The church actually sits directly across the street from the recreation of Fort Curtis, a fort that originally was built by Union troops during the Civil War. Helena's prominent spot on the Mississippi River meant it was taken over fairly quickly by Union troops. Several fortifications were built around the city to help defend it from the Confederates, including Fort Curtis and several battlements placed on the low hills that surround Helena. The defenses were tested on July 4, 1863, when Confederate troops attacked the city. They didn't have much luck, and Helena remained in Union control for the remainder of the war.
A recreation of the fort has been constructed, with several canons placed along the site of the old battlements. This one almost seems like its pointed directly at the old Centennial Baptist Church.
I headed a few blocks over and parked in downtown Helena. I walked a few blocks around Cherry Street, passing by the old Cleburne Hotel. The hotel was built in 1905 but has been closed now for several years. Near the front door you can still see an old painted sign which is promoting a breakfast at the cost of only 25 cents.
And the view of the back of the hotel, featuring a variety of boarded up windows. I would love to be able to get permission to be able to go inside here to take pictures.
Just a few blocks away is this old abandoned building, which looks like it may have been a warehouse at one time. This doorway opens out onto a walkway that overlooks the Mississippi River levee.
On the floor above, a tree has started growing through one of the windows.
Across the street was another abandoned building, which dates back to 1910 and used to house the Helena Wholesale Grocer Co. The roof of the building has recently collapsed, and work is underway to clean out the debris and tear down the building. Part of the walls still stand, so you have the odd sight of blinds still hanging on the windows in the front of the building, but there is no roof and the interior has been cleaned out.
There is a storage room nearby that has mostly survived intact (besides missing most of a wall). The shelves are still loaded with papers, including a bunch of payroll records that date to the 1970s. It amazes me to think that someone probably spent an incredible amount of time preparing these records, and carefully stored them away. But then they were left to sit for years, and are now sitting in the open and exposed to the weather. All of these papers will probably just be thrown in the trash pretty soon.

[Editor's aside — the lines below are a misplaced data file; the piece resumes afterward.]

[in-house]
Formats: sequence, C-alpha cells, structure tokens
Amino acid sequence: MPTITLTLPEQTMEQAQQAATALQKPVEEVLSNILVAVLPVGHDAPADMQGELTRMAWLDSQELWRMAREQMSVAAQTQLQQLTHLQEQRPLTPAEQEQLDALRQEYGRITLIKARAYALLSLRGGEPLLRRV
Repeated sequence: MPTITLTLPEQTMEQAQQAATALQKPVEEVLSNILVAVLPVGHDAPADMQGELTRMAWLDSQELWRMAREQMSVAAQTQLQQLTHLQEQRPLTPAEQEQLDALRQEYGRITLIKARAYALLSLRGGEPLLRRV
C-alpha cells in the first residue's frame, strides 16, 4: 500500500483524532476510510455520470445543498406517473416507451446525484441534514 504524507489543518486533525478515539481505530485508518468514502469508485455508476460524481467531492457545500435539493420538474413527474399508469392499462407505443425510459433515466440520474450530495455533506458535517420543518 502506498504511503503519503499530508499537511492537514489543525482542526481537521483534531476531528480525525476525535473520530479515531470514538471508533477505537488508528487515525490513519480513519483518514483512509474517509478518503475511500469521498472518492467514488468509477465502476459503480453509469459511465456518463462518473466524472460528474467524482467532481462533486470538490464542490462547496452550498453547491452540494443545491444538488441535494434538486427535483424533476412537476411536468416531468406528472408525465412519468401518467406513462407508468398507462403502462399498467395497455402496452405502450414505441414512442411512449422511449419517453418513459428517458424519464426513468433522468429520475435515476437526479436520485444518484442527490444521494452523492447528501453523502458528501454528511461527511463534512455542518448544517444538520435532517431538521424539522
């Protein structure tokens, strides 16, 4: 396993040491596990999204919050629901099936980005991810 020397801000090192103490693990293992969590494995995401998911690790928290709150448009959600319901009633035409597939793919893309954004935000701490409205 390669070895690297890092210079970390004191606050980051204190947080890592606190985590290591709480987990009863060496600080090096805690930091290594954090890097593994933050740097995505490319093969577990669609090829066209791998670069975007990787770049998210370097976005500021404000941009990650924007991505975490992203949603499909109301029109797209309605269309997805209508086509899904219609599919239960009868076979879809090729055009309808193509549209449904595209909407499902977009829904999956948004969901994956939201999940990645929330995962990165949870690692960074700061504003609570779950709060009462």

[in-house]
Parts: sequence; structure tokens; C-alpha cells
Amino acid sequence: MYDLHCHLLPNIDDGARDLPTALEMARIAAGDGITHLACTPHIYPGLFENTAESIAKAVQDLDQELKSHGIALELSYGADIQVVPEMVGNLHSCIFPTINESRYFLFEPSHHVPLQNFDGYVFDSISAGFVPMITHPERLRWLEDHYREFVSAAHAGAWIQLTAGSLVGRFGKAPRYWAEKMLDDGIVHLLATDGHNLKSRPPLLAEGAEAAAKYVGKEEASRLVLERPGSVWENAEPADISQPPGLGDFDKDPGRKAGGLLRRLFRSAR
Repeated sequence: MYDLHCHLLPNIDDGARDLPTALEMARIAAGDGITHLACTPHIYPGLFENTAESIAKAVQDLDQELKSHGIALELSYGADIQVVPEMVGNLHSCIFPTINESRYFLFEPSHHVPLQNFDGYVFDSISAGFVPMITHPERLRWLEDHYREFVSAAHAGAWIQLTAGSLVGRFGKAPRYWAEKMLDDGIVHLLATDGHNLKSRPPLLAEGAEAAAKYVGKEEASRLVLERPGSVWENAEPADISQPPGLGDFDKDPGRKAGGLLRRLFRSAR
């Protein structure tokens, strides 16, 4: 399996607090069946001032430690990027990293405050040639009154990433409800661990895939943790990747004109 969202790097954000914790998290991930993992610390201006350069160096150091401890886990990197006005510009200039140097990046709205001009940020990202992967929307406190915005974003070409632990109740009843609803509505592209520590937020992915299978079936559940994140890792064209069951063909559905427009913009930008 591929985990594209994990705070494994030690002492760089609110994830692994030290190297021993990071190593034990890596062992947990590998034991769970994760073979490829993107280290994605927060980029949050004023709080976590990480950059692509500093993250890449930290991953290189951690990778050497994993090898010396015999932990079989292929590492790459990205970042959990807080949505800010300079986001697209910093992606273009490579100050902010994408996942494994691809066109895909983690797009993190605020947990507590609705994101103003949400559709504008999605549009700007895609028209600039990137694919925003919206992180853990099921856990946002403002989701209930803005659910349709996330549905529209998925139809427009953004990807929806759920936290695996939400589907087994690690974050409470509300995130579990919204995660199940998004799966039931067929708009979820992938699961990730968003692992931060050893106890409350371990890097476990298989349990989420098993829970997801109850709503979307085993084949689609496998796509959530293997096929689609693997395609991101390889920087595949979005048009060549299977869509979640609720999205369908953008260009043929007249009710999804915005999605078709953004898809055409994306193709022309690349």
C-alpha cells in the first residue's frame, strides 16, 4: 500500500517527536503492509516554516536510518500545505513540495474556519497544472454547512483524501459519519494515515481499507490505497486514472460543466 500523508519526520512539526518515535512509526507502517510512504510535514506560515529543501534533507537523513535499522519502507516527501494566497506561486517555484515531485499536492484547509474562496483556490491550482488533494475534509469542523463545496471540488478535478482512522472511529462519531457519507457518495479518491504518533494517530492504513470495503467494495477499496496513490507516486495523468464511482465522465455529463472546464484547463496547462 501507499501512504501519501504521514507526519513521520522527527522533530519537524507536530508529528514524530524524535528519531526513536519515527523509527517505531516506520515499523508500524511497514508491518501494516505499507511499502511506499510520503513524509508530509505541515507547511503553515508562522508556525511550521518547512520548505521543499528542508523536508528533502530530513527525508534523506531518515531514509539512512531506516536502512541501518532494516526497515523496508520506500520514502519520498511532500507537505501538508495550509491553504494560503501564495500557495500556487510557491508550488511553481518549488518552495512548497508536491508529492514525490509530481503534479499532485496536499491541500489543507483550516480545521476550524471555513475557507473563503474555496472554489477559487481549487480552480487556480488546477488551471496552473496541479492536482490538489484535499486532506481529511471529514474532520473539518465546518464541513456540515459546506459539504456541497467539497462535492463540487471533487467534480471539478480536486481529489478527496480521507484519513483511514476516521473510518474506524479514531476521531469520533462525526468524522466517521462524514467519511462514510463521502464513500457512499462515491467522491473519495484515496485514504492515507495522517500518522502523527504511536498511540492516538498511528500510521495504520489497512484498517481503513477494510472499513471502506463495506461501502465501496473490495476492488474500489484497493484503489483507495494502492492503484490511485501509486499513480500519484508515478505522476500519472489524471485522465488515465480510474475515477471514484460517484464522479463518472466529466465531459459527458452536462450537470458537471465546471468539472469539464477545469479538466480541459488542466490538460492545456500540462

I walked back down Cherry Street, passing by this row of old buildings just across the street from the Cleburne Hotel. The buildings look to be closed off, with boarded up doors. But there is still some stuff on display, including a creepy mannequin looking out through one of the windows.
Just south of downtown Helena is an old industrial area, which has a few old factories and warehouses. I drove by this one old building and had to stop. It looks to have been abandoned for quite some time. The cavernous interior was empty, except for a few trees trying to grow on the concrete.
I haven't been able to find anything about the history of this building. But I would love to know anything about when it was built and what it was used for.
The rusty metal thing here was huge, probably about the size of a car.
Towering over the building was this old chimney, which was partially covered in vines. It might still be the tallest structure in Helena, although it probably hasn't been used in years.
After that, I started the drive back towards Little Rock. I did make one more stop along the way, just before it got dark (those pictures will be posted soon!).